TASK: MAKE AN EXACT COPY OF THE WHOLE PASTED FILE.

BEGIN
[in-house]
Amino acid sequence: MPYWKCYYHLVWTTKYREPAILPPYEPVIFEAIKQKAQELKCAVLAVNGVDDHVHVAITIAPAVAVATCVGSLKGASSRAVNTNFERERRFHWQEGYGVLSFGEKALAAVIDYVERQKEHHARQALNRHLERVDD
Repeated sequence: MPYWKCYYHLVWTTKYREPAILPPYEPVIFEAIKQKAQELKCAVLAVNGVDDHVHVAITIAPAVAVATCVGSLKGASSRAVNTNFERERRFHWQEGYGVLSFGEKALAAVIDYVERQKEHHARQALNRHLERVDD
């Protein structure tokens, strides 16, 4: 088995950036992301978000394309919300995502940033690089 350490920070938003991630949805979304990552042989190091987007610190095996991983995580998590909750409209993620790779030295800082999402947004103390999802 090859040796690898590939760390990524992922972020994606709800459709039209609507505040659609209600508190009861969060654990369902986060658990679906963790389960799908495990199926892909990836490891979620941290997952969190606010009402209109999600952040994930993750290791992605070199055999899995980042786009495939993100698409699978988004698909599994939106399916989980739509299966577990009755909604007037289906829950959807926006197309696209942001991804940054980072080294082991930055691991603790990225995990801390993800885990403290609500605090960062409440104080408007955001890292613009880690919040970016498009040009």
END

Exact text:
[in-house]
Amino acid sequence: MPYWKCYYHLVWTTKYREPAILPPYEPVIFEAIKQKAQELKCAVLAVNGVDDHVHVAITIAPAVAVATCVGSLKGASSRAVNTNFERERRFHWQEGYGVLSFGEKALAAVIDYVERQKEHHARQALNRHLERVDD
Repeated sequence: MPYWKCYYHLVWTTKYREPAILPPYEPVIFEAIKQKAQELKCAVLAVNGVDDHVHVAITIAPAVAVATCVGSLKGASSRAVNTNFERERRFHWQEGYGVLSFGEKALAAVIDYVERQKEHHARQALNRHLERVDD
């Protein structure tokens, strides 16, 4: 088995950036992301978000394309919300995502940033690089 350490920070938003991630949805979304990552042989190091987007610190095996991983995580998590909750409209993620790779030295800082999402947004103390999802 090859040796690898590939760390990524992922972020994606709800459709039209609507505040659609209600508190009861969060654990369902986060658990679906963790389960799908495990199926892909990836490891979620941290997952969190606010009402209109999600952040994930993750290791992605070199055999899995980042786009495939993100698409699978988004698909599994939106399916989980739509299966577990009755909604007037289906829950959807926006197309696209942001991804940054980072080294082991930055691991603790990225995990801390993800885990403290609500605090960062409440104080408007955001890292613009880690919040970016498009040009």